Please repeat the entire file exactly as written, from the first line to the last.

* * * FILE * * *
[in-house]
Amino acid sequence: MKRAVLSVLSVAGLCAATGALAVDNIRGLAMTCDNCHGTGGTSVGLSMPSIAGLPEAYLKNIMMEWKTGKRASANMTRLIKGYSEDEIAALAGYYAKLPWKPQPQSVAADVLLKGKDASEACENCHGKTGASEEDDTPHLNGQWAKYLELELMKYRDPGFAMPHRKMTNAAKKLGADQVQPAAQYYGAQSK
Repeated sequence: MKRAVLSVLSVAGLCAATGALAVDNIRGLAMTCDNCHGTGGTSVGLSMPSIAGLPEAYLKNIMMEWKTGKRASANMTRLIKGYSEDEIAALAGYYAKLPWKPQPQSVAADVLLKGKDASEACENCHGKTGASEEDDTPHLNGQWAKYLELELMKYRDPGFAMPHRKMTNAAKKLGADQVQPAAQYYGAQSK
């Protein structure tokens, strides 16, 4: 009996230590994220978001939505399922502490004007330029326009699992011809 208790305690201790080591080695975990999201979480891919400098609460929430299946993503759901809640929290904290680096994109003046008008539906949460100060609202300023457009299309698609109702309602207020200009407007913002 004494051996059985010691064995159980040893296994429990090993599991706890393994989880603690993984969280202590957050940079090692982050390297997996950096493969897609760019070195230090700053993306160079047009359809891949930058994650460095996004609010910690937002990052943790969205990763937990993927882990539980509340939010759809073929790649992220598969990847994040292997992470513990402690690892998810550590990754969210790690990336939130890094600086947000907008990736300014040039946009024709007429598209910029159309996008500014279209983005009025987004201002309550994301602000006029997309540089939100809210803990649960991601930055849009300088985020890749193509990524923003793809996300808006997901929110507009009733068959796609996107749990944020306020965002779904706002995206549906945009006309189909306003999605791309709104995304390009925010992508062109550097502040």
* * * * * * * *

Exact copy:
[in-house]
Amino acid sequence: MKRAVLSVLSVAGLCAATGALAVDNIRGLAMTCDNCHGTGGTSVGLSMPSIAGLPEAYLKNIMMEWKTGKRASANMTRLIKGYSEDEIAALAGYYAKLPWKPQPQSVAADVLLKGKDASEACENCHGKTGASEEDDTPHLNGQWAKYLELELMKYRDPGFAMPHRKMTNAAKKLGADQVQPAAQYYGAQSK
Repeated sequence: MKRAVLSVLSVAGLCAATGALAVDNIRGLAMTCDNCHGTGGTSVGLSMPSIAGLPEAYLKNIMMEWKTGKRASANMTRLIKGYSEDEIAALAGYYAKLPWKPQPQSVAADVLLKGKDASEACENCHGKTGASEEDDTPHLNGQWAKYLELELMKYRDPGFAMPHRKMTNAAKKLGADQVQPAAQYYGAQSK
């Protein structure tokens, strides 16, 4: 009996230590994220978001939505399922502490004007330029326009699992011809 208790305690201790080591080695975990999201979480891919400098609460929430299946993503759901809640929290904290680096994109003046008008539906949460100060609202300023457009299309698609109702309602207020200009407007913002 004494051996059985010691064995159980040893296994429990090993599991706890393994989880603690993984969280202590957050940079090692982050390297997996950096493969897609760019070195230090700053993306160079047009359809891949930058994650460095996004609010910690937002990052943790969205990763937990993927882990539980509340939010759809073929790649992220598969990847994040292997992470513990402690690892998810550590990754969210790690990336939130890094600086947000907008990736300014040039946009024709007429598209910029159309996008500014279209983005009025987004201002309550994301602000006029997309540089939100809210803990649960991601930055849009300088985020890749193509990524923003793809996300808006997901929110507009009733068959796609996107749990944020306020965002779904706002995206549906945009006309189909306003999605791309709104995304390009925010992508062109550097502040």